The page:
In the short term, Metro has taken extraordinary efforts to protect Metro customers, operators, and the system itself by maintaining service and keeping bus operators fully employed. The new normal includes daily deep cleanings (sometimes even twice a day) of every Metro bus and rail car in service. This also includes social distancing measures such as back-door only boarding, masks and other protective gear for operators, and much more.

But as other countries have shown us, social distancing will likely need to continue long after the stay-at-home orders are lifted. Therefore, Move LA is working to build momentum around the notion that Metro can be a haven for those seeking safe, frequent, fast, reliable, and affordable transportation without the use of a single-occupancy vehicle in this new transportation normal.

Some of our ideas include:

  1. Set maximum loads per bus or rail car to allow for physical distancing perhaps by blocking off seats until we get an all-clear and adding more service where needed.
  2. Provide sanitized masks free to all operators and to all riders, who are now required to wear masks to protect themselves and operators.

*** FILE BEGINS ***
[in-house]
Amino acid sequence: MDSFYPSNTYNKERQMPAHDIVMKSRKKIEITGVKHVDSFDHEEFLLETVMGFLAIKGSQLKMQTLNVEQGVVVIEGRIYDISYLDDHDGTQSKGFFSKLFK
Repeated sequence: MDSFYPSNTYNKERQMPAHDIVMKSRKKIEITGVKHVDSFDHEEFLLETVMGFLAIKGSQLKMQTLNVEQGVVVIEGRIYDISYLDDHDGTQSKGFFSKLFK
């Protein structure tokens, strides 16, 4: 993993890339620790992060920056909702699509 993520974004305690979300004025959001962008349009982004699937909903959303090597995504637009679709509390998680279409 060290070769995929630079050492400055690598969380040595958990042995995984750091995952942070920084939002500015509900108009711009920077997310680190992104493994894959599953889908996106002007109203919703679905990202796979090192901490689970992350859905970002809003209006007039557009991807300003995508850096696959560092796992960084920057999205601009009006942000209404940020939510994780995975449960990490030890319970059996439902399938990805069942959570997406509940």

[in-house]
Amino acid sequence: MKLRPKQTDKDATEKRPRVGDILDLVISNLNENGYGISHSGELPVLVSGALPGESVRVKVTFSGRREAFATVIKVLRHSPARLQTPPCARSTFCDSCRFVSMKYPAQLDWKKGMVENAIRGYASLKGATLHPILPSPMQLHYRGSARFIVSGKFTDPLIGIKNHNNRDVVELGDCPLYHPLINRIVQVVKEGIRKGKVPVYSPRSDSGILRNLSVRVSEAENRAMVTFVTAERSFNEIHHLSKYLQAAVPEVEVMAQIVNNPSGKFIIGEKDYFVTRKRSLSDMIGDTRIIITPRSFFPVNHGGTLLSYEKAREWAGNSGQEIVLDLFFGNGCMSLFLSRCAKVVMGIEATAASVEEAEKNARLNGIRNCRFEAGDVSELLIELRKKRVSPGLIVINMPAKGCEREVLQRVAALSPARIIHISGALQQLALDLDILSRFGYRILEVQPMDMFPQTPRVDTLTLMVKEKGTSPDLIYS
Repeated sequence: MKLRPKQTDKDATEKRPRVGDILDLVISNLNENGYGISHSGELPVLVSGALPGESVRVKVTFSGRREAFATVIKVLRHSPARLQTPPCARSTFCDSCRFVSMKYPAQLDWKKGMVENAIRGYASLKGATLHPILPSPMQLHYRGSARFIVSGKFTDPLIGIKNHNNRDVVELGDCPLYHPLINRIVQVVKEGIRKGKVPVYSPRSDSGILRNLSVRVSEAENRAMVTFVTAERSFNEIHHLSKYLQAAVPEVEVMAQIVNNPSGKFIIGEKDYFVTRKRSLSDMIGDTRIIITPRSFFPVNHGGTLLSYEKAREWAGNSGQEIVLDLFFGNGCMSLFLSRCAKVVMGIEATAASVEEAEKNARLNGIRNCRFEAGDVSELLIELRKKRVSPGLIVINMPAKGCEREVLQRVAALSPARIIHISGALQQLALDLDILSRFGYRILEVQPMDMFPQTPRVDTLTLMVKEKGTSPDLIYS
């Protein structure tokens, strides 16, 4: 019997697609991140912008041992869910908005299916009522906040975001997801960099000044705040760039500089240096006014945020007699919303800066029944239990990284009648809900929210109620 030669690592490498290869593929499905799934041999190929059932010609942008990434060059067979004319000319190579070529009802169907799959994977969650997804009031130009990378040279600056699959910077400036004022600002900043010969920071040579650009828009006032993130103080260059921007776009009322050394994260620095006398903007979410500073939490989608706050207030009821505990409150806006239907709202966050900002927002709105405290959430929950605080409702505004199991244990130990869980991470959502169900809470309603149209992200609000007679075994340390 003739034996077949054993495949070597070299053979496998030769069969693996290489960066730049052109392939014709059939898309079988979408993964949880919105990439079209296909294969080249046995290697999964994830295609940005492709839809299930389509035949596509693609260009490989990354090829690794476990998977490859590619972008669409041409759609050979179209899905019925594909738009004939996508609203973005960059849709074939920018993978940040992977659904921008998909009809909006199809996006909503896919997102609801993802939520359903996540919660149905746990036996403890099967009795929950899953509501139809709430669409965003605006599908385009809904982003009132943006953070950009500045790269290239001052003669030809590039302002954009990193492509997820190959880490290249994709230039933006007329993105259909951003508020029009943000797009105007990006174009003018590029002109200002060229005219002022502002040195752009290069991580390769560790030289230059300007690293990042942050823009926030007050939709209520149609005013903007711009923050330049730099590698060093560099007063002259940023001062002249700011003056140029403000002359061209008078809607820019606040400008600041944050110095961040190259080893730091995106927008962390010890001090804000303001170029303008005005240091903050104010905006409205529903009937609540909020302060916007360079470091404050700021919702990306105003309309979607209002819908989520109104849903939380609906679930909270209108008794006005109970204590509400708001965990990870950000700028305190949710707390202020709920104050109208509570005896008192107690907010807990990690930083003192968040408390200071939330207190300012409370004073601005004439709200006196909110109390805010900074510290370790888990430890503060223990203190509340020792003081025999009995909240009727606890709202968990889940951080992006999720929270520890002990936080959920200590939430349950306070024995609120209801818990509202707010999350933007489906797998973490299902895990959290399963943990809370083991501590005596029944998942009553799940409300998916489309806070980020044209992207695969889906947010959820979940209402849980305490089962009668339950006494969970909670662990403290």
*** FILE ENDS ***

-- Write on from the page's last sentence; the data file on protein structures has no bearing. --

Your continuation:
3. Provide hand sanitizer dispensers at every door of every bus and at every entry/exit to rail stations.
  4. Amend contracts with bus manufacturers to improve airflow and provide physical barriers to protect operators from viruses.
  5. Ensure that stimulus money meant for operations be used to maintain service and increase it on essential lines to ensure social distancing as we loosen stay-at-home orders.
  6. Utilize staff who are currently under contract, but whose service hours have been reduced, to serve as ambassadors for Metro by providing wayfinding assistance, increased cleaning at key stations, and communicate information to riders.
  7. Accelerate implementation of the NextGen Bus Plan and planning and implementation of new Bus Rapid Transit lines; with ridership temporarily down, this is an opportunity to re-allocate service systemwide.
Photo by Gilly on Unsplash: https://unsplash.com/photos/Odc81aIrxQ4

Photo by Gilly on Unsplash

Lastly, Metro is already playing a leading role in planning for recovery. Metro CEO Washington is chairing the American Public Transportation Association (APTA) Task Force on the national recovery for transportation systems. Locally he is creating a recovery task force with Metro staff who we believe will integrate sustainability and equity into their recommendations.